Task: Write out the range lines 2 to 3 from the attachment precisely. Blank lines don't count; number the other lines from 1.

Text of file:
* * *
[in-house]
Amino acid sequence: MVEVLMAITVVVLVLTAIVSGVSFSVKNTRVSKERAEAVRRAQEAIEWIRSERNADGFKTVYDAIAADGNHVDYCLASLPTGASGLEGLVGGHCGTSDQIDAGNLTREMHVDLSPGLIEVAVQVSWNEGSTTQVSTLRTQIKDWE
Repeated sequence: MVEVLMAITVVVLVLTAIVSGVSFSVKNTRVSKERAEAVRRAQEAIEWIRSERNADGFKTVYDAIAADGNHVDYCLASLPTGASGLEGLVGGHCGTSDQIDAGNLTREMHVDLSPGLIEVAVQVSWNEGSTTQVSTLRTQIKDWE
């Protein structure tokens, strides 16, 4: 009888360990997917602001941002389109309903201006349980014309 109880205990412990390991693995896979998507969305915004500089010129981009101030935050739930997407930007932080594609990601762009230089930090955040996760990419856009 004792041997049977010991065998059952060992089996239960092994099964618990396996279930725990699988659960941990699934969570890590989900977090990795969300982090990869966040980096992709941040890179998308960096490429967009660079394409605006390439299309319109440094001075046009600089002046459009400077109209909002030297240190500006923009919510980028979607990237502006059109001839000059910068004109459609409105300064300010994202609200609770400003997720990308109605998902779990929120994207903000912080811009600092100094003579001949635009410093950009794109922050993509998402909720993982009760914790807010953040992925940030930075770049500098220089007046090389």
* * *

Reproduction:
Amino acid sequence: MVEVLMAITVVVLVLTAIVSGVSFSVKNTRVSKERAEAVRRAQEAIEWIRSERNADGFKTVYDAIAADGNHVDYCLASLPTGASGLEGLVGGHCGTSDQIDAGNLTREMHVDLSPGLIEVAVQVSWNEGSTTQVSTLRTQIKDWE
Repeated sequence: MVEVLMAITVVVLVLTAIVSGVSFSVKNTRVSKERAEAVRRAQEAIEWIRSERNADGFKTVYDAIAADGNHVDYCLASLPTGASGLEGLVGGHCGTSDQIDAGNLTREMHVDLSPGLIEVAVQVSWNEGSTTQVSTLRTQIKDWE